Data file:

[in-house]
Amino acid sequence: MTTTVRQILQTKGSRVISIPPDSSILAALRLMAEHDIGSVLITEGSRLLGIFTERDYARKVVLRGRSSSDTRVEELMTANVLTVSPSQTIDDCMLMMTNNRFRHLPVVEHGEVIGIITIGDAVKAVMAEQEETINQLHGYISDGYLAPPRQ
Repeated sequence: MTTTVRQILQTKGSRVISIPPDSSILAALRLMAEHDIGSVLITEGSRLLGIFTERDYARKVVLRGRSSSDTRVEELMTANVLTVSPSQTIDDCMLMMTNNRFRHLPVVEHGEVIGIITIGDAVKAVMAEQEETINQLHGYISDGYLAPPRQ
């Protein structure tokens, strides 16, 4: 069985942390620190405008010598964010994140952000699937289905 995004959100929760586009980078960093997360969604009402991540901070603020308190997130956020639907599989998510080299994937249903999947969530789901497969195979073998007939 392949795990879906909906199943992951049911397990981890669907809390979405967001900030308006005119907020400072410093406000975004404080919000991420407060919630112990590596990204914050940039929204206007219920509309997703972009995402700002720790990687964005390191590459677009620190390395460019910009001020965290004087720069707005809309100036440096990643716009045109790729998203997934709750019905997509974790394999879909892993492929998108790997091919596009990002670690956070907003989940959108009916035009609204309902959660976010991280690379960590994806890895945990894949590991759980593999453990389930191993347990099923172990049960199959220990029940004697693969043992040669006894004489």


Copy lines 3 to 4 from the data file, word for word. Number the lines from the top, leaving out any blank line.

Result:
Repeated sequence: MTTTVRQILQTKGSRVISIPPDSSILAALRLMAEHDIGSVLITEGSRLLGIFTERDYARKVVLRGRSSSDTRVEELMTANVLTVSPSQTIDDCMLMMTNNRFRHLPVVEHGEVIGIITIGDAVKAVMAEQEETINQLHGYISDGYLAPPRQ
């Protein structure tokens, strides 16, 4: 069985942390620190405008010598964010994140952000699937289905 995004959100929760586009980078960093997360969604009402991540901070603020308190997130956020639907599989998510080299994937249903999947969530789901497969195979073998007939 392949795990879906909906199943992951049911397990981890669907809390979405967001900030308006005119907020400072410093406000975004404080919000991420407060919630112990590596990204914050940039929204206007219920509309997703972009995402700002720790990687964005390191590459677009620190390395460019910009001020965290004087720069707005809309100036440096990643716009045109790729998203997934709750019905997509974790394999879909892993492929998108790997091919596009990002670690956070907003989940959108009916035009609204309902959660976010991280690379960590994806890895945990894949590991759980593999453990389930191993347990099923172990049960199959220990029940004697693969043992040669006894004489």